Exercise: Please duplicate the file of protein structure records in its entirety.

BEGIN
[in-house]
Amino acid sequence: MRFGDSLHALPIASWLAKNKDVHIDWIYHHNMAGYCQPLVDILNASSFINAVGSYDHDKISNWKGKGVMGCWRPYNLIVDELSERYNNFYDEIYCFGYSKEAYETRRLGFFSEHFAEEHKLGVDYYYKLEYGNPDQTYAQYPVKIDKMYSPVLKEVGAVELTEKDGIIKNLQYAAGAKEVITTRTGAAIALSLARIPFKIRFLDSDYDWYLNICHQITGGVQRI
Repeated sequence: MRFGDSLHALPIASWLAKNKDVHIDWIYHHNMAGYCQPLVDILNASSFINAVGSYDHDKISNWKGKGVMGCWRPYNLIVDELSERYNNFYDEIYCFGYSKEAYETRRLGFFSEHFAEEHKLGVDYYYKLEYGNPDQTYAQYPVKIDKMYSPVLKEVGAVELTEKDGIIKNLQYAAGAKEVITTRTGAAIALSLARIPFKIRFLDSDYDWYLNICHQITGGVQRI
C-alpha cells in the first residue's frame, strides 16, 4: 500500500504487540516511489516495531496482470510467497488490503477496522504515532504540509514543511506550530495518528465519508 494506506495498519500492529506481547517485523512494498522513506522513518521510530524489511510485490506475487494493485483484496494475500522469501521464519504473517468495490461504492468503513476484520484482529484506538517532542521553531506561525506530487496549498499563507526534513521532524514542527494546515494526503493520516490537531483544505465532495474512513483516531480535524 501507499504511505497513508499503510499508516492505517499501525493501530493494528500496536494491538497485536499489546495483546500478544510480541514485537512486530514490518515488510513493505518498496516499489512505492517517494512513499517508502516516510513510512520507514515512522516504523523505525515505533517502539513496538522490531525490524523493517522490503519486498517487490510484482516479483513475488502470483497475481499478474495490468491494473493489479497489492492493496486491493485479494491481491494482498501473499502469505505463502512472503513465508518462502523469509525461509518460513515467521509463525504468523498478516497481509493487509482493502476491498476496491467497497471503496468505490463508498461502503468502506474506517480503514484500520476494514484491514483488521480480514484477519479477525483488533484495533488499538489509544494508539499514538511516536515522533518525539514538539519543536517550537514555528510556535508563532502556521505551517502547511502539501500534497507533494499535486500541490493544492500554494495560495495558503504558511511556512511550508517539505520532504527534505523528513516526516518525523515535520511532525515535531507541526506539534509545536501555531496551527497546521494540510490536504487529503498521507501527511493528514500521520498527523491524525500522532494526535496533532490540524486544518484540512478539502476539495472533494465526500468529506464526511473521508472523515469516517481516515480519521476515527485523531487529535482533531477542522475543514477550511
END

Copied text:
[in-house]
Amino acid sequence: MRFGDSLHALPIASWLAKNKDVHIDWIYHHNMAGYCQPLVDILNASSFINAVGSYDHDKISNWKGKGVMGCWRPYNLIVDELSERYNNFYDEIYCFGYSKEAYETRRLGFFSEHFAEEHKLGVDYYYKLEYGNPDQTYAQYPVKIDKMYSPVLKEVGAVELTEKDGIIKNLQYAAGAKEVITTRTGAAIALSLARIPFKIRFLDSDYDWYLNICHQITGGVQRI
Repeated sequence: MRFGDSLHALPIASWLAKNKDVHIDWIYHHNMAGYCQPLVDILNASSFINAVGSYDHDKISNWKGKGVMGCWRPYNLIVDELSERYNNFYDEIYCFGYSKEAYETRRLGFFSEHFAEEHKLGVDYYYKLEYGNPDQTYAQYPVKIDKMYSPVLKEVGAVELTEKDGIIKNLQYAAGAKEVITTRTGAAIALSLARIPFKIRFLDSDYDWYLNICHQITGGVQRI
C-alpha cells in the first residue's frame, strides 16, 4: 500500500504487540516511489516495531496482470510467497488490503477496522504515532504540509514543511506550530495518528465519508 494506506495498519500492529506481547517485523512494498522513506522513518521510530524489511510485490506475487494493485483484496494475500522469501521464519504473517468495490461504492468503513476484520484482529484506538517532542521553531506561525506530487496549498499563507526534513521532524514542527494546515494526503493520516490537531483544505465532495474512513483516531480535524 501507499504511505497513508499503510499508516492505517499501525493501530493494528500496536494491538497485536499489546495483546500478544510480541514485537512486530514490518515488510513493505518498496516499489512505492517517494512513499517508502516516510513510512520507514515512522516504523523505525515505533517502539513496538522490531525490524523493517522490503519486498517487490510484482516479483513475488502470483497475481499478474495490468491494473493489479497489492492493496486491493485479494491481491494482498501473499502469505505463502512472503513465508518462502523469509525461509518460513515467521509463525504468523498478516497481509493487509482493502476491498476496491467497497471503496468505490463508498461502503468502506474506517480503514484500520476494514484491514483488521480480514484477519479477525483488533484495533488499538489509544494508539499514538511516536515522533518525539514538539519543536517550537514555528510556535508563532502556521505551517502547511502539501500534497507533494499535486500541490493544492500554494495560495495558503504558511511556512511550508517539505520532504527534505523528513516526516518525523515535520511532525515535531507541526506539534509545536501555531496551527497546521494540510490536504487529503498521507501527511493528514500521520498527523491524525500522532494526535496533532490540524486544518484540512478539502476539495472533494465526500468529506464526511473521508472523515469516517481516515480519521476515527485523531487529535482533531477542522475543514477550511